Thursday, 17 November 2011

Christmas Nougat

Nougat is a popular treat at Christmas in Europe and it's name comes from the old French Occitan "pan nogat" which means "nut bread". The French town of Montelimar is renowned for making it, dating back to the 18th century. There are three basic kinds of nougat: The first, and most common, is white nougat (which appeared in Cremona, Italy in the early 15th century) is made with beaten egg whites and honey. The second is brown nougat (referred to as Mandorlato in Italy, Turrón in Spain and Nougatine in French) is made without egg whites and has a firmer, often crunchy texture. The third is the Viennese or German nougat which is essentially a chocolate and nut (usually hazelnut) praline.

Nougat is made with sugar and/or honey, roasted nuts (almonds, walnuts, pistachios, hazelnuts and recently macadamia nuts are common), and sometimes chopped candied fruit. You can vary the flavours of Nougat by adding lemon zest, liqueurs, pine nuts, coffee and chocolate. Adding dried cranberries would be a good idea if you are making this for Christmas!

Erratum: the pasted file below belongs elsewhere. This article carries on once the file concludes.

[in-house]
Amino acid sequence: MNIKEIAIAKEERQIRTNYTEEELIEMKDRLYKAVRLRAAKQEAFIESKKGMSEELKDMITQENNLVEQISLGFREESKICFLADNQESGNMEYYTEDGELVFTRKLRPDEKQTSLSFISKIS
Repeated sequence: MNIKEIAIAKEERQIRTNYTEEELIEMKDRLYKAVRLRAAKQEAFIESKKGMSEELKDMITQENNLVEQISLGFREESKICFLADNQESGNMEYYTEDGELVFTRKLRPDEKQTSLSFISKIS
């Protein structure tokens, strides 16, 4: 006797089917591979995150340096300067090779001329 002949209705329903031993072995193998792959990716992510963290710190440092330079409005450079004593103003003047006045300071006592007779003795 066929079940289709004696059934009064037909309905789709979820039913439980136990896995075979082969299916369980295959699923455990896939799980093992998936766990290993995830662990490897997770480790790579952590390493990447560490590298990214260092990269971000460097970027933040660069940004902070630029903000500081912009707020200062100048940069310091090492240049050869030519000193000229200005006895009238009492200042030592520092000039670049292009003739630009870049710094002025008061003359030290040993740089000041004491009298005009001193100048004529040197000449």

In the Middle East Nougat is made with pistachios and rosewater and I have found a recipe for you to make at home. You will need a sugar thermometer as trying to make Nougat without one usually results in a mess. Glucose syrup is one of the ingredients and you can find this at most super markets. Glucose Syrup helps control the formation of sugar crystals when making cake-icing, desserts, confectionery and jam.

2 cups granulated sugar
1 ½ cups glucose syrup
pinch of salt
1/4 cup water
2 egg whites
1 ½ tsp rose water
1 cup toasted pistachios

Line a pan with foil and spray with non stick cooking oil. Place the egg whites in the bowl of a large stand mixer, and whisk until stiff. Combine the sugar, glucose syrup, salt, and water in a pan over medium-high heat. Stir until the sugar is dissolved, and continue to cook until the mixture reaches 250 degrees. Remove from the heat and slowly pour a quarter of the mixture into the stiff egg whites, with the mixer running constantly. Continue to beat the egg whites until the mixture holds its shape.

Return the pan with the remaining sugar syrup to the hob, and continue to cook over medium-high heat until the mixture reaches 300 degrees. With the mixer running, pour the remaining mixture slowly into the mixer and continue beating until thick and stiff. Add the rose water and nuts and beat until combined.

Spoon the nougat into the prepared pan, and press it smoothly and evenly. Keep it in refrigerator until the nougat is set. Take it out of the mould and cut it into squares. Store in an airtight container in the fridge.


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